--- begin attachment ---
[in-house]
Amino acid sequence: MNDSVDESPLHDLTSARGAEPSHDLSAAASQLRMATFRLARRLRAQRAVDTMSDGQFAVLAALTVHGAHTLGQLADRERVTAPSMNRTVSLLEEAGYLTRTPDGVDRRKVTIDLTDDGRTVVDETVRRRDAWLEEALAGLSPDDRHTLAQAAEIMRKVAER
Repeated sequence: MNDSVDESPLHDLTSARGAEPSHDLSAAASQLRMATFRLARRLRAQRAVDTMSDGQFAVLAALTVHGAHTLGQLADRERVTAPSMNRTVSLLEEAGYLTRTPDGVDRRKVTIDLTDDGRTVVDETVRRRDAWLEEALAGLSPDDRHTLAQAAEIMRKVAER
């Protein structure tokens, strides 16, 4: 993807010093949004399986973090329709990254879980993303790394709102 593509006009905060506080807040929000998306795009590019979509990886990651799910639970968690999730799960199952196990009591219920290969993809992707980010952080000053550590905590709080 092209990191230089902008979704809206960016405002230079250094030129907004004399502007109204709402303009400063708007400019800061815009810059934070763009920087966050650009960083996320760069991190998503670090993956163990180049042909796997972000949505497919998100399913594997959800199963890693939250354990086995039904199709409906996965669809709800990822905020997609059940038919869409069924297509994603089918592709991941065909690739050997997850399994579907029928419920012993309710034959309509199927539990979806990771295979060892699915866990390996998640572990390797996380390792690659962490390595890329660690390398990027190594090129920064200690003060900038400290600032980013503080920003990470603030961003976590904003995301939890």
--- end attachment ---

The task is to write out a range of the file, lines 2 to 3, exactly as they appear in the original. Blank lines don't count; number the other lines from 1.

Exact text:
Amino acid sequence: MNDSVDESPLHDLTSARGAEPSHDLSAAASQLRMATFRLARRLRAQRAVDTMSDGQFAVLAALTVHGAHTLGQLADRERVTAPSMNRTVSLLEEAGYLTRTPDGVDRRKVTIDLTDDGRTVVDETVRRRDAWLEEALAGLSPDDRHTLAQAAEIMRKVAER
Repeated sequence: MNDSVDESPLHDLTSARGAEPSHDLSAAASQLRMATFRLARRLRAQRAVDTMSDGQFAVLAALTVHGAHTLGQLADRERVTAPSMNRTVSLLEEAGYLTRTPDGVDRRKVTIDLTDDGRTVVDETVRRRDAWLEEALAGLSPDDRHTLAQAAEIMRKVAER